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Monitoring and the Law

Jorge Rodriguez


Scanners in the UK


            In May 2002 I flew to England with my step-son who was moving there to begin a one year internship in Landscape Architecture.

            Living in a foreign country can be a completely different experience from visiting one. As we got him settled in, I found myself browsing the many electronics shops crowded in along  Oxford Street and Totenham Court Road in Central London. As a scanner and two-way radio hobbyist for over 20 years I could not help but marvel at all the scanners and monitor radios they had available in the United Kingdom. Models and frequency ranges I’d never even heard of peered out at me under the bright halogen lights, each with its own florescent colored card announcing the model, features and price in both British pounds and Euros; the new currency of the European Union.

            We didn’t buy any radios on that trip, but the next month, when I heard of Paul Wey, I got to questioning if all that monitoring could be legal in the United Kingdom. After all, this is a country that even requires licenses to use a television set. In the UK, if you use or install television-receiving equipment to receive or record television program services, you are required by British law to have a valid TV license.

            In June of that year, the BBC had invited Paul Wey, a British radio hobbyist, to London for an interview on how anyone with a scanner could eavesdrop on security communications. Once in London, the BBC secretly videotaped Paul on the roof of a parking garage showing the reporter what he could do with an ordinary handheld scanner. Paul was shown the next evening talking about how one could listen to the frequencies used by the British Prime Minister's protection team, bodyguards of foreign heads of state visiting London, and police and military communications. A British intelligence officer interviewed for the story told the BBC that he would like to see scanners and their possession made illegal, since in his opinion they can only be used for illegal activities. However, scanners are not illegal in the United Kingdom as long as they are used correctly.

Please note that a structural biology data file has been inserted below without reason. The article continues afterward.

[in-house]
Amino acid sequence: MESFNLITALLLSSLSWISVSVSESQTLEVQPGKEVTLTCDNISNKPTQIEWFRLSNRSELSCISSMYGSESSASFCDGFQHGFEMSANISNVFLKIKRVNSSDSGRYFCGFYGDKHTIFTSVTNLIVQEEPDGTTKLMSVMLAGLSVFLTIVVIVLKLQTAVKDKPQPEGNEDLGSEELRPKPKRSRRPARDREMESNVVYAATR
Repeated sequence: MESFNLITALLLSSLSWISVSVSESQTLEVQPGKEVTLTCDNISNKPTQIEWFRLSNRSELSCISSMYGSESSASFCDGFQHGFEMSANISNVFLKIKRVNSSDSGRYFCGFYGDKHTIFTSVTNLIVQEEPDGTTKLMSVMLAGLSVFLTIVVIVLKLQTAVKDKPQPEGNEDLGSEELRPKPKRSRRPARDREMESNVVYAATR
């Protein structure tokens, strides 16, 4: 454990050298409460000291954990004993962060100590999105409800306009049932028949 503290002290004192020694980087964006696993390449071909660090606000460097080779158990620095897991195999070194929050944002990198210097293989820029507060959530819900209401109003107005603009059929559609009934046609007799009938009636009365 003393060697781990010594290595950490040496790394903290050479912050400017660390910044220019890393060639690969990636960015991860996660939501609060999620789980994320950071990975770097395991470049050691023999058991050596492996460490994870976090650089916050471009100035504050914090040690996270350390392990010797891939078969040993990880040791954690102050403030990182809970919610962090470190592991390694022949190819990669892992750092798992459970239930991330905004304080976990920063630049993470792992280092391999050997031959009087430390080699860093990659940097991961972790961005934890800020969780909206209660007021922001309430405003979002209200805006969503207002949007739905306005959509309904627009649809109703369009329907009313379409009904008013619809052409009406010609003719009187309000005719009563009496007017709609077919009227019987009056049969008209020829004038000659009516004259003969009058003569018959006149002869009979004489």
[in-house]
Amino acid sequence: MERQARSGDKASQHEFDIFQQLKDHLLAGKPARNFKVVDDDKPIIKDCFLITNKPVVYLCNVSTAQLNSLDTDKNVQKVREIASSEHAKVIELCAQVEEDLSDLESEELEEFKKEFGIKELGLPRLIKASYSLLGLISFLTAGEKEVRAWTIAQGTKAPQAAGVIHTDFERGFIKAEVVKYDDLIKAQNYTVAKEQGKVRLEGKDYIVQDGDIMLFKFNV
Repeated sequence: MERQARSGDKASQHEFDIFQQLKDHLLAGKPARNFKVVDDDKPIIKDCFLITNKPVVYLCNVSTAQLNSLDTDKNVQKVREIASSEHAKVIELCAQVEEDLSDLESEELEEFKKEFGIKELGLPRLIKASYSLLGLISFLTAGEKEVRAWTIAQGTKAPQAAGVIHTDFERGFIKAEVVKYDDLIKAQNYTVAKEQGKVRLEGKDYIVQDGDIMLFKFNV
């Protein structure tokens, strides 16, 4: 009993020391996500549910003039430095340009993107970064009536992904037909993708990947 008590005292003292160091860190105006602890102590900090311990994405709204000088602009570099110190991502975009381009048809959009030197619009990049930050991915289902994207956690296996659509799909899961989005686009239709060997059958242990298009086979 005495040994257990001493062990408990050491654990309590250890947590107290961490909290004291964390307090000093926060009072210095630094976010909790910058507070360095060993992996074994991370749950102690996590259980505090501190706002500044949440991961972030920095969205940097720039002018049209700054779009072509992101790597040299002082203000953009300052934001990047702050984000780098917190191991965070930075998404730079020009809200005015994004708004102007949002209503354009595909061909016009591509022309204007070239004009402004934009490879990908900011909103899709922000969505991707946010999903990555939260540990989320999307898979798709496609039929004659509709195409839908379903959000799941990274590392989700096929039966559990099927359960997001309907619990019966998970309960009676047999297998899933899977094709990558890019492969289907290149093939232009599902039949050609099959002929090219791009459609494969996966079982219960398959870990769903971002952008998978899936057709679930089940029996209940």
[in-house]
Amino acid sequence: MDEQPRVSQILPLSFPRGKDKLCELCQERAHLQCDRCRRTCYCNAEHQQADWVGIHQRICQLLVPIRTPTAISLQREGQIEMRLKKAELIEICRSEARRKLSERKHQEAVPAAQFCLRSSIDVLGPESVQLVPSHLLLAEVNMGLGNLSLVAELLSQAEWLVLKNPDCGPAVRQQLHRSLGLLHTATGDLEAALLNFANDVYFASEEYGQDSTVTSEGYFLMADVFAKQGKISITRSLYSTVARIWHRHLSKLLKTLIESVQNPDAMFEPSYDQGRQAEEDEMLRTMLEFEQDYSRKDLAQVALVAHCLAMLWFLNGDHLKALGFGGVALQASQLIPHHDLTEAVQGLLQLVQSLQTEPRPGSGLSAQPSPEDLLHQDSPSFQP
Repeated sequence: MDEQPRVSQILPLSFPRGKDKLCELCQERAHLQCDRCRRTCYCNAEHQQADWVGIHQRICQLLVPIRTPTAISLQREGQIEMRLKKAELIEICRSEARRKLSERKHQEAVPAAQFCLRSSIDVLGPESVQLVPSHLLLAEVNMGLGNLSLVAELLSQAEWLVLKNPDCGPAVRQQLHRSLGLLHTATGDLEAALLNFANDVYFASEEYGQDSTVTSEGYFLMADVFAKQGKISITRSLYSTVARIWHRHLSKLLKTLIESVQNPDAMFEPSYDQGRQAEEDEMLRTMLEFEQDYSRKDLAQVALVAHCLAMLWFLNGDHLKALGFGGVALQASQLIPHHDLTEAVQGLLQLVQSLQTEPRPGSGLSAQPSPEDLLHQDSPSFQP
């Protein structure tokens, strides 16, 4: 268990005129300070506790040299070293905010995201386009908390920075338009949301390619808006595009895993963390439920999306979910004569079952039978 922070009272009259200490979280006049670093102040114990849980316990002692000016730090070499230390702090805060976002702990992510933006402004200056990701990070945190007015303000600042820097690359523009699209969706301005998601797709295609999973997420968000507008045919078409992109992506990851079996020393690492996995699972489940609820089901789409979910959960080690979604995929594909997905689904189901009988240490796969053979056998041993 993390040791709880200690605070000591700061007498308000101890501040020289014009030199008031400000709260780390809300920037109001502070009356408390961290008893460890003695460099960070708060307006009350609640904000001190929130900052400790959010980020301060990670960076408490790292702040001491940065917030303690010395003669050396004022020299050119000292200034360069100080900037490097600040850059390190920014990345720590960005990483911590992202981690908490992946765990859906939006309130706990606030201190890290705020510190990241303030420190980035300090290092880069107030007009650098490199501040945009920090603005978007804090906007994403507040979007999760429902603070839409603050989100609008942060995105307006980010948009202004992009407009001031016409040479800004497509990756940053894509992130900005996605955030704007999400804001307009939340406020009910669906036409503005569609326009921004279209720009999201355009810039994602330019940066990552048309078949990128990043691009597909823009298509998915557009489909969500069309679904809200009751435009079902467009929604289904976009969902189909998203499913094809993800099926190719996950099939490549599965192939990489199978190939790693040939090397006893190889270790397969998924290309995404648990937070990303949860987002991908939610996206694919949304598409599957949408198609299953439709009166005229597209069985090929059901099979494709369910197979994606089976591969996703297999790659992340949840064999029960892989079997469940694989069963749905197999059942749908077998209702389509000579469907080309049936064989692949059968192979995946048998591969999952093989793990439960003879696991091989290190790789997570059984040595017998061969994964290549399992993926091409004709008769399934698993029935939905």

The rules for listening are published by the Office of Communications – a sort of British equivalent to our Federal Communications Commission. Until last year, the task had fallen to the Office of Radio Authority, but last December 2003 the Office of Radio Authority in the United Kingdom ceased to exist, its duties assumed by the newly formed Office of Communications (Ofcom).

            Ofcom is the new communications sector regulator in the UK and has wide-ranging responsibilities. Among them, Ofcom inherits not only the duties of the Radio Authority, but of four other regulators: the Broadcasting Standards Commission (BSC), the Independent Television Commission (ITC), Oftel, and the Radiocommunications Agency.

            According to Ofcom, scanners and monitoring radios can be legally sold, bought and used in the United Kingdom, without the need to obtain a license, provided they only receive radio services meant for general reception by the public. In the UK such services include Citizens' Band, Amateur, licensed broadcast radio, weather and navigation broadcasts.

            It is only illegal to use scanners to listen to licensed private services such as the police and taxi radio transmissions and other prohibited or private broadcasts not intended for the public. Listening in on such broadcasts is an offence under Section 5(1) (b) of the Wireless Telegraphy Act 1949.

            In order to help the public understand what it can and cannot listen to, Ofcom publishes a Radio Authority information sheet titled RA-169.

            Anyone who intends to listen to radio transmissions should be aware of the following, it warns: A license is not required for a radio receiver as long as it is not capable of transmission according to The Wireless Telegraphy Apparatus (Receivers) (Exemption) Regulations 1989 (SI 1989 No 123). An exception to this is that it is an offense to listen to unlicensed broadcasters (pirate broadcasts) without a license and licenses are not issued for that purpose.